Best of media: Cringe and squirm aplenty

Paul Henry. Photo / Herald on Sunday
Paul Henry. Photo / Herald on Sunday

PAUL HENRY
Former TVNZ Breakfast presenter

In October, while questioning Prime Minister John Key about Governor-General Sir Anand Satyanand's successor, Paul Henry asked: "Are you going to choose a New Zealander who looks and sounds like a New Zealander this time? Are we going to go for someone who is more like a New Zealander this time?" He also mocked the name of Delhi Chief Minister Sheila Dikshit. Henry resigned from TVNZ.

MICHAEL LAWS
RadioLive talkback host

In October, Michael Laws called Governor-General Sir Anand Satyanand "a large, fat man" who "has never left the buffet table". Laws also said that the Governor-General had "a silly job - grossly overpaid, staffed by people who have no relevance to real New Zealanders". Laws refused to apologise but later retracted his "uncharitable and inappropriate comments".

PAUL HOLMES
TVNZ and Newstalk ZB radio host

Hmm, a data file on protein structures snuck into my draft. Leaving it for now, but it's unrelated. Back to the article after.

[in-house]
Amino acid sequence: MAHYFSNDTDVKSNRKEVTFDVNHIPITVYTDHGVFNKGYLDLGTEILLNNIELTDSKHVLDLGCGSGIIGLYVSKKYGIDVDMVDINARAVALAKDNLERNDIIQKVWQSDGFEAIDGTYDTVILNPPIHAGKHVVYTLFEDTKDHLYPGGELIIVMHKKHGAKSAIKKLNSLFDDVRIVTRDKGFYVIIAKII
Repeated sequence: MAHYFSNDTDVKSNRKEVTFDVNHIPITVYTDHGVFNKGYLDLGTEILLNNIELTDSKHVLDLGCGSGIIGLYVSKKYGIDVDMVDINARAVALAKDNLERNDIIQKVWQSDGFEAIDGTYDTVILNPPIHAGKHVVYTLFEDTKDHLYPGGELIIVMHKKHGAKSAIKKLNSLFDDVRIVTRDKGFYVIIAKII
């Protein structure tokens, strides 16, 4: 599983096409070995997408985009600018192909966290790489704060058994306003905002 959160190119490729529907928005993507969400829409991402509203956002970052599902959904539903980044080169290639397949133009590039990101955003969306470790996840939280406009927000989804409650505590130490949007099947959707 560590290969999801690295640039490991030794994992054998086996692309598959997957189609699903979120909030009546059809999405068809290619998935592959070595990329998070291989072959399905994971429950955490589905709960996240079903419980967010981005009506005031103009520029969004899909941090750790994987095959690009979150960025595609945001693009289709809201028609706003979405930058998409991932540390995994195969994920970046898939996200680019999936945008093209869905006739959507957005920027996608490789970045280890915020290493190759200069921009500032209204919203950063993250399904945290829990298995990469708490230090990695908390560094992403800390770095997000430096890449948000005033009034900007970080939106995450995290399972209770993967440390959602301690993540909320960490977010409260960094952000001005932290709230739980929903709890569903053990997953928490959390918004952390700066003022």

Interviewing Council of Trade Unions president Helen Kelly and South Pacific Pictures managing director John Barnett, Holmes put Kelly in her place. "You see, I think the impression people have, Helen, is you're well out of your depth. When [Sir Peter] Jackson calls you clueless and tells you to go home, this is a New Zealand-produced genius, the like of which we'll never see again." On Newstalk ZB, Holmes called Actors' Equity union leader Simon Whipp "a dick". Kelly was reportedly concerned about Holmes' motivation.

ANDI BROTHERSTON
TVNZ news and current affairs PR manager

Andi Brotherston made a knee-jerk comment to the media that Paul Henry was prepared to say things "we quietly think but are scared to say out loud". Brotherston sent an email to staff apologising for a "horrendous error of judgment" in not seeking a second opinion "or even paus[ing] for breath" and offered her resignation, which was rejected.

MIKE McROBERTS
TV3 newsreader

"What it reflects is a poor decision by 3 not to go with continuous coverage throughout the day. No lead-in," tweeted Mike McRoberts about his network's coverage of the Canterbury earthquake. TV3 director of news Mark Jennings commented: "I think Twitter conversations can lead down some paths and it would probably be better if they didn't take place."

- NZ Herald

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